• The 8 Best Free Anti-Virus Programs for Linux

    Although Linux operating systems are fairly stable and secure, they may not completely be immune to threats. All computer systems can suffer from malware and viruses, including those running Linux-based operating systems. However, the number of critical threats to Linux-based operating systems is still way lower than threats for Windows or OS X.

    Therefore, we need to protect our Linux systems from the various forms of threats such as viruses that can be transmitted in many ways including malicious code, email attachments, malicious URLs, rootkits to mention but a few.

    In this article, we will talk about 8 best free anti-virus programs for Linux systems.

Security Leftovers

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  • Security updates for Friday
  • Network Firewalls: How to Protect Your Network from Unauthorized Access
  • The Architecture of the Web Is Unsafe for Today's World

    The Internet is based on protocols that assume content is secure. A new, more realistic model is needed.

    Twenty-eight years ago, British computer scientist Tim Berners-Lee proposed a system to link text documents across a computer network. It changed the way the world communicates and does business. From its humble beginnings, the Internet has become a complex, dynamic, and heterogeneous environment.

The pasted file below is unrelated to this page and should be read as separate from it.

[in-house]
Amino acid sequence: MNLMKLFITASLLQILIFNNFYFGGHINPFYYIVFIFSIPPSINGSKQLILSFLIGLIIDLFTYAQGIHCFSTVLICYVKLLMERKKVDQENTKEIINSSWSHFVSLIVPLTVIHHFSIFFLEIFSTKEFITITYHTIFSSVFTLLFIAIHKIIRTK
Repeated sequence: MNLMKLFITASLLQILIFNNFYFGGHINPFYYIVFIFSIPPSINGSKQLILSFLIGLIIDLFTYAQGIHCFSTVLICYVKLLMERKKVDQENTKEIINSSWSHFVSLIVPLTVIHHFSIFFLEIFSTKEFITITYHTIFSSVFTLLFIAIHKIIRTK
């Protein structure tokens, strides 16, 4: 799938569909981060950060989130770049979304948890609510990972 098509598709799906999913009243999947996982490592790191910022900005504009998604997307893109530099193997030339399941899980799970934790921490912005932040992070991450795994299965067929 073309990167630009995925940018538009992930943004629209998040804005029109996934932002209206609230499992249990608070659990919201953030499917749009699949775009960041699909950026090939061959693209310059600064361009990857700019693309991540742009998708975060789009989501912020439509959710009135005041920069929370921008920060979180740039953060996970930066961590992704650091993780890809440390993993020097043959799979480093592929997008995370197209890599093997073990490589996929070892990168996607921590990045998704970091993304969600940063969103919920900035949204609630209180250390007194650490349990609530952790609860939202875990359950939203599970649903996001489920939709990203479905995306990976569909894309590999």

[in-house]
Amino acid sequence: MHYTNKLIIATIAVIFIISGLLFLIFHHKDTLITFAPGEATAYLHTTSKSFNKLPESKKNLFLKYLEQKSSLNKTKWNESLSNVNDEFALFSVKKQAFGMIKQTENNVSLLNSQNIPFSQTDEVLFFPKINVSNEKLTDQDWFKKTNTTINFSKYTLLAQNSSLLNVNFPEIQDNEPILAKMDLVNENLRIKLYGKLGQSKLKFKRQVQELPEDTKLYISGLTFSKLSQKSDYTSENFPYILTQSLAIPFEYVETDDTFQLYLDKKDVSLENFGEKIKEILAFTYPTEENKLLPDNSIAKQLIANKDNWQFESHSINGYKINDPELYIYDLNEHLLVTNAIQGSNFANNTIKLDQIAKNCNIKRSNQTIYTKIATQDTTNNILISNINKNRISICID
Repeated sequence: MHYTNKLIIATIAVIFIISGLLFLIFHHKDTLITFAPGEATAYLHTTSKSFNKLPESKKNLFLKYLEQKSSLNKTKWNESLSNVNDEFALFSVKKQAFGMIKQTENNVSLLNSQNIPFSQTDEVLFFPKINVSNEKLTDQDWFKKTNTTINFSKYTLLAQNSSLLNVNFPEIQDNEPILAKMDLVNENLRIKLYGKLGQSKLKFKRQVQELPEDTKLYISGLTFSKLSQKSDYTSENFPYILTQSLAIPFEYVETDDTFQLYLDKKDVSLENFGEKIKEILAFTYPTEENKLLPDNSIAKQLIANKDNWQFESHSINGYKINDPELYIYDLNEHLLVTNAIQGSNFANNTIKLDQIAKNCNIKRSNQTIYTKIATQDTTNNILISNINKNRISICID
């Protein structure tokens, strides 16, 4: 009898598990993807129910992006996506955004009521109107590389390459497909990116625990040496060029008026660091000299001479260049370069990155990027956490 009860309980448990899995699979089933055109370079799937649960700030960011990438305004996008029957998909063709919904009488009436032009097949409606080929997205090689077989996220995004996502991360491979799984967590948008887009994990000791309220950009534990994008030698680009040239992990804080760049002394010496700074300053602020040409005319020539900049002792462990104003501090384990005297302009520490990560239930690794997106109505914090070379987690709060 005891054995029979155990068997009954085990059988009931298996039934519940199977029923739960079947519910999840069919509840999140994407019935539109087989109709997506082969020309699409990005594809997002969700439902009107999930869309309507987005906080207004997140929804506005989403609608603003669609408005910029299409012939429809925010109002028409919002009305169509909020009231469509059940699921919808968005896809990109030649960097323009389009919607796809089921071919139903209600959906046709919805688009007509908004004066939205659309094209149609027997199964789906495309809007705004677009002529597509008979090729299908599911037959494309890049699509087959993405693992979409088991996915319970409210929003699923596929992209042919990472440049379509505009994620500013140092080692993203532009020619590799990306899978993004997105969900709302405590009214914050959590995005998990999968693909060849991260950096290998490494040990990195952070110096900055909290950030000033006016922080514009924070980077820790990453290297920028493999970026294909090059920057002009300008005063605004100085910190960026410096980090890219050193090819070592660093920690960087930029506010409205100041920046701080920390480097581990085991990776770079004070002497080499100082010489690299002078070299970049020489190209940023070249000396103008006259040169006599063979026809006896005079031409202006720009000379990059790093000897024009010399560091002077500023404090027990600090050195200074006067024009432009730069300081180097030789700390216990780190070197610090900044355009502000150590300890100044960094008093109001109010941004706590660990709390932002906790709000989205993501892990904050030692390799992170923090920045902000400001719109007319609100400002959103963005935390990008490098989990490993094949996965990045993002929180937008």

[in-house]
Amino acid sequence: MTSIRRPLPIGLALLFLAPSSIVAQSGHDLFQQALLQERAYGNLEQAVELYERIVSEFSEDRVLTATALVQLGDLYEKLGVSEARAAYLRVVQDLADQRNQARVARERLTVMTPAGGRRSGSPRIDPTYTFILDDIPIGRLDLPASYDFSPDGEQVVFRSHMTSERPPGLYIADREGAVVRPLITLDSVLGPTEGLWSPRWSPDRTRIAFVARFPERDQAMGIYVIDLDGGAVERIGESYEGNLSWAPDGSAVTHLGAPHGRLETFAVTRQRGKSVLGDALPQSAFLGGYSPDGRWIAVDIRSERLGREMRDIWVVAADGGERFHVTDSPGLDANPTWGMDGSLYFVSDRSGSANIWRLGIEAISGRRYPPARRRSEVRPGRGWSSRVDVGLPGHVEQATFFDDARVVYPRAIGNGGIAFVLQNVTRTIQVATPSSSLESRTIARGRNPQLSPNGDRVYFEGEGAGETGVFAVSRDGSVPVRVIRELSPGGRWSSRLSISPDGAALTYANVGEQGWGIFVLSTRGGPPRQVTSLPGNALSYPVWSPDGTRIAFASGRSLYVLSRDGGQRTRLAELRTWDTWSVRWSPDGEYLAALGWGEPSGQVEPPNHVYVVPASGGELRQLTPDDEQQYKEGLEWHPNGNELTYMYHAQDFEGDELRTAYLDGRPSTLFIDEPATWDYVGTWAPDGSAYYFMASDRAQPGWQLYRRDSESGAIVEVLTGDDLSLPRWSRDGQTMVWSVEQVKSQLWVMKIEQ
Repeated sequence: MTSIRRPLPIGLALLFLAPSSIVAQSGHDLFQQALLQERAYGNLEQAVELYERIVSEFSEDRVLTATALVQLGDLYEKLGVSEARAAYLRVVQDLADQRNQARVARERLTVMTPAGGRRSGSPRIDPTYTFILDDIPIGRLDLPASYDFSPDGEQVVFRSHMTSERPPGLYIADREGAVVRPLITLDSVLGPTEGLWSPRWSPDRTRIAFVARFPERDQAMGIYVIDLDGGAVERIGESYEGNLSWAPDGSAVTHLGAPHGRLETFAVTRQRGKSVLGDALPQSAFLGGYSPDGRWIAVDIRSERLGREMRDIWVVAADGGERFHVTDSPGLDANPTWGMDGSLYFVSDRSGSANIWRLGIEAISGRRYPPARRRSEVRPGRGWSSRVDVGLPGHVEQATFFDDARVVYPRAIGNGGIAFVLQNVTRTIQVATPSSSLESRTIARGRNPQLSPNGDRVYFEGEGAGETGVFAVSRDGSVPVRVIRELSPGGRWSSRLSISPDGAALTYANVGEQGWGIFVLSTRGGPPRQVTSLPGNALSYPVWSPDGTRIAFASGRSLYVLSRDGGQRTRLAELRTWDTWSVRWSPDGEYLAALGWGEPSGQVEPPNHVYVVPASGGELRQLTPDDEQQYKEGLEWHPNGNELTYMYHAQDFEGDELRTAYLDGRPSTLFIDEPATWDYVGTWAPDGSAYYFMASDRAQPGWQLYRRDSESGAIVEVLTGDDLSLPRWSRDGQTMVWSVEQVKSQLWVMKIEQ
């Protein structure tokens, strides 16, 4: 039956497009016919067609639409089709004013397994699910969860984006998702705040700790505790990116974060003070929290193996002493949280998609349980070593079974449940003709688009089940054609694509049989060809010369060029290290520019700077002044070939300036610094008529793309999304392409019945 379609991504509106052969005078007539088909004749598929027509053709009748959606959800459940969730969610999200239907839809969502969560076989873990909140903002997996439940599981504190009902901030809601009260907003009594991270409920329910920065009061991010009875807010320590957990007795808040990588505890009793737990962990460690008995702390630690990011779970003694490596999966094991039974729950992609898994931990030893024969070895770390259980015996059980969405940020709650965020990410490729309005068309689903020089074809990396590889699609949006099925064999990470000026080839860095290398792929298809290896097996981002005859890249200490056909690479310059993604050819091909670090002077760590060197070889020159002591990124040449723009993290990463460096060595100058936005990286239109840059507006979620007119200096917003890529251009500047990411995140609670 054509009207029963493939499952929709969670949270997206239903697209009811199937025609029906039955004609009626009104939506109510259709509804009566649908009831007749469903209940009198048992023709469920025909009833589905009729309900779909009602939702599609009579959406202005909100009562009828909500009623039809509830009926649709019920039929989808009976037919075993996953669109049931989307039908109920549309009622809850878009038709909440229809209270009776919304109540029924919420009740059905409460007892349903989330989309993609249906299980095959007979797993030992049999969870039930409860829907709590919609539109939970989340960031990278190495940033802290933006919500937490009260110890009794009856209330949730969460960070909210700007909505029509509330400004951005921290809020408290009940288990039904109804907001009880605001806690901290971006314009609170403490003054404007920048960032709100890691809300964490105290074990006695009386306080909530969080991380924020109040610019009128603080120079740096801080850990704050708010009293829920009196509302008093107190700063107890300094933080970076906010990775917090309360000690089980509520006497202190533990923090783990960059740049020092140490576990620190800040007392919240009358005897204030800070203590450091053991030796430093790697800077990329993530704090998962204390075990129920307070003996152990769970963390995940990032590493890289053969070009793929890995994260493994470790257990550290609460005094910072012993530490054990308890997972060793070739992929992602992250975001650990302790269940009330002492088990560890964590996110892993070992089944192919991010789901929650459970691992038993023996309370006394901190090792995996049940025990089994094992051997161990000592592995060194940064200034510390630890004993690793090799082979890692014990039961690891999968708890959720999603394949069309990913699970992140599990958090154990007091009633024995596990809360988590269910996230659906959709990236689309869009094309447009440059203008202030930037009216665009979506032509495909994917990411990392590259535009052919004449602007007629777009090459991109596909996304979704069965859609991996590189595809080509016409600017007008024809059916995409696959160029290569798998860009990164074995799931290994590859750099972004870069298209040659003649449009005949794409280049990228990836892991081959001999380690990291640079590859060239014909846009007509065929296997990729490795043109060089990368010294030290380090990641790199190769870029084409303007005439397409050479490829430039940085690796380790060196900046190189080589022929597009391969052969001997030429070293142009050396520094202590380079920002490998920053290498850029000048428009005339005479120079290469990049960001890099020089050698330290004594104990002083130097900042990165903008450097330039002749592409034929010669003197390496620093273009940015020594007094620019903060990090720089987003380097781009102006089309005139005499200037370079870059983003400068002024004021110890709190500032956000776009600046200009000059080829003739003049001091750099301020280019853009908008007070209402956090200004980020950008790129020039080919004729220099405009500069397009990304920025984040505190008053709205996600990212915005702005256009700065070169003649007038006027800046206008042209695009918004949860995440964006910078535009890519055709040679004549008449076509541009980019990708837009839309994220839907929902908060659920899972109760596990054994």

Today, the Internet revolution's main instrument, the Web browser, exposes users to unbounded malicious content and has become unmanageable.

    How did browsers become such a liability? Because they're based on an ancient set of communication rules, protocols that assume connections are secure and content is safe. The openness and utility of the protocols led to enormous innovation. But today, with all its sophistication, the Web is still based on protocols that weren't designed for security or enterprise-class management.

  • In encrypted-messaging market, open source not only key to success [Ed: Overlooked the point that easy-to-use programs whose sources code you cannot study are worse than nothing, just a trap. In this age of government-mandated back doors in programs and protocols the term "proprietary encryption" should be a paradox.]

    A couple months ago, one of the oldest encrypted, ephemeral messaging apps, Wickr, decided to open up its cryptographic code for the world. By allowing hackers and developers to examine their crypto code, it reasoned, it could earn a veritable security merit badge. And the approach had already boosted the appeal of another secure-messaging app, Signal.

    At least on the surface, Wickr’s open-source move appears to be paying off. Scott Stender, vice president of cryptography at NCC Group, a British company that specializes in helping clients manage cybersecurity risks, says it influenced his company’s decision to use Wickr, which incorporates end-to-end encryption, to keep its internal communications private.